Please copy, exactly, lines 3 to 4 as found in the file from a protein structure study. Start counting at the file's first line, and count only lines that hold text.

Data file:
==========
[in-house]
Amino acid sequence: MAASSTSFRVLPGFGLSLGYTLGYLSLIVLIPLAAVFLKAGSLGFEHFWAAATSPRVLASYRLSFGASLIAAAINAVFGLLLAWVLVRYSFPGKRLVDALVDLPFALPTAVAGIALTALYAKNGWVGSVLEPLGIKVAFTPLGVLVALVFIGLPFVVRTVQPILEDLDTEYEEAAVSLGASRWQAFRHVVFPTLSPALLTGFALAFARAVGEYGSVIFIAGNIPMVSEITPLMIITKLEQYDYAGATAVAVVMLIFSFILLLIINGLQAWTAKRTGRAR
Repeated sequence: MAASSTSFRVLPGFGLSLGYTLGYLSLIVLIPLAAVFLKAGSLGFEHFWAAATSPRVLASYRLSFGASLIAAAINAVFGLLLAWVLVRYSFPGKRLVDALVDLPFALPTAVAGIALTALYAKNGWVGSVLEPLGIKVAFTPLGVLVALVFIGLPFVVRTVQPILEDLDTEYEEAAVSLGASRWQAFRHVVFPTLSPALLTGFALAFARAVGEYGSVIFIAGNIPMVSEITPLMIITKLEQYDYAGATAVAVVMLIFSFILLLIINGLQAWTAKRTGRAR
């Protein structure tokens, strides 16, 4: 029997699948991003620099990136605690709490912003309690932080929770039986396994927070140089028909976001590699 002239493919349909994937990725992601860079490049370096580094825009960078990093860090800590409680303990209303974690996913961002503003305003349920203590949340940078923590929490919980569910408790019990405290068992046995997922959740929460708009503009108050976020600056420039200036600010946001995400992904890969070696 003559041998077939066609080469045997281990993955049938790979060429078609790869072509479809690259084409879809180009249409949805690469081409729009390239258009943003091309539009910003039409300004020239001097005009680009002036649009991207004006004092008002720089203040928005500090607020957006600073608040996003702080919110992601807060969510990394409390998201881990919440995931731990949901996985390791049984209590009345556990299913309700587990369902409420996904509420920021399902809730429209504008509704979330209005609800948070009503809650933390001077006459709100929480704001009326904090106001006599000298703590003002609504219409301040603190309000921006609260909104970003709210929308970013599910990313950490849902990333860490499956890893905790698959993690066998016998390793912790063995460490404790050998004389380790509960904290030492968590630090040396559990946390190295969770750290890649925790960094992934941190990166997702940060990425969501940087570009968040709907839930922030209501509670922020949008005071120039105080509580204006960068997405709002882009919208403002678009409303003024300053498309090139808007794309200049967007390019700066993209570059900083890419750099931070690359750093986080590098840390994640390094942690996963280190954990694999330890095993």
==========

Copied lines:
Repeated sequence: MAASSTSFRVLPGFGLSLGYTLGYLSLIVLIPLAAVFLKAGSLGFEHFWAAATSPRVLASYRLSFGASLIAAAINAVFGLLLAWVLVRYSFPGKRLVDALVDLPFALPTAVAGIALTALYAKNGWVGSVLEPLGIKVAFTPLGVLVALVFIGLPFVVRTVQPILEDLDTEYEEAAVSLGASRWQAFRHVVFPTLSPALLTGFALAFARAVGEYGSVIFIAGNIPMVSEITPLMIITKLEQYDYAGATAVAVVMLIFSFILLLIINGLQAWTAKRTGRAR
């Protein structure tokens, strides 16, 4: 029997699948991003620099990136605690709490912003309690932080929770039986396994927070140089028909976001590699 002239493919349909994937990725992601860079490049370096580094825009960078990093860090800590409680303990209303974690996913961002503003305003349920203590949340940078923590929490919980569910408790019990405290068992046995997922959740929460708009503009108050976020600056420039200036600010946001995400992904890969070696 003559041998077939066609080469045997281990993955049938790979060429078609790869072509479809690259084409879809180009249409949805690469081409729009390239258009943003091309539009910003039409300004020239001097005009680009002036649009991207004006004092008002720089203040928005500090607020957006600073608040996003702080919110992601807060969510990394409390998201881990919440995931731990949901996985390791049984209590009345556990299913309700587990369902409420996904509420920021399902809730429209504008509704979330209005609800948070009503809650933390001077006459709100929480704001009326904090106001006599000298703590003002609504219409301040603190309000921006609260909104970003709210929308970013599910990313950490849902990333860490499956890893905790698959993690066998016998390793912790063995460490404790050998004389380790509960904290030492968590630090040396559990946390190295969770750290890649925790960094992934941190990166997702940060990425969501940087570009968040709907839930922030209501509670922020949008005071120039105080509580204006960068997405709002882009919208403002678009409303003024300053498309090139808007794309200049967007390019700066993209570059900083890419750099931070690359750093986080590098840390994640390094942690996963280190954990694999330890095993």